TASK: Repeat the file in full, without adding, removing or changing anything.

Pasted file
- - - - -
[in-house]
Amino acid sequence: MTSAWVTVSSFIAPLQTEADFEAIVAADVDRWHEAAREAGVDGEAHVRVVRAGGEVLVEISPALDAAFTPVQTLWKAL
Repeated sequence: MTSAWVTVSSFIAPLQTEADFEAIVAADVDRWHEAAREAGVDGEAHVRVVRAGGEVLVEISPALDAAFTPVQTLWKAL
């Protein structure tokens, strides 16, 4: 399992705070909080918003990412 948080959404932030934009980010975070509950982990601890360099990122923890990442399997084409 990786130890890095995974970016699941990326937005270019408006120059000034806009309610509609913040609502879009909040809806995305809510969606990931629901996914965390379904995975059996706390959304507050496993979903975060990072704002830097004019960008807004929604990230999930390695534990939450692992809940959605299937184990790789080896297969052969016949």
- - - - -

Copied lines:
[in-house]
Amino acid sequence: MTSAWVTVSSFIAPLQTEADFEAIVAADVDRWHEAAREAGVDGEAHVRVVRAGGEVLVEISPALDAAFTPVQTLWKAL
Repeated sequence: MTSAWVTVSSFIAPLQTEADFEAIVAADVDRWHEAAREAGVDGEAHVRVVRAGGEVLVEISPALDAAFTPVQTLWKAL
């Protein structure tokens, strides 16, 4: 399992705070909080918003990412 948080959404932030934009980010975070509950982990601890360099990122923890990442399997084409 990786130890890095995974970016699941990326937005270019408006120059000034806009309610509609913040609502879009909040809806995305809510969606990931629901996914965390379904995975059996706390959304507050496993979903975060990072704002830097004019960008807004929604990230999930390695534990939450692992809940959605299937184990790789080896297969052969016949």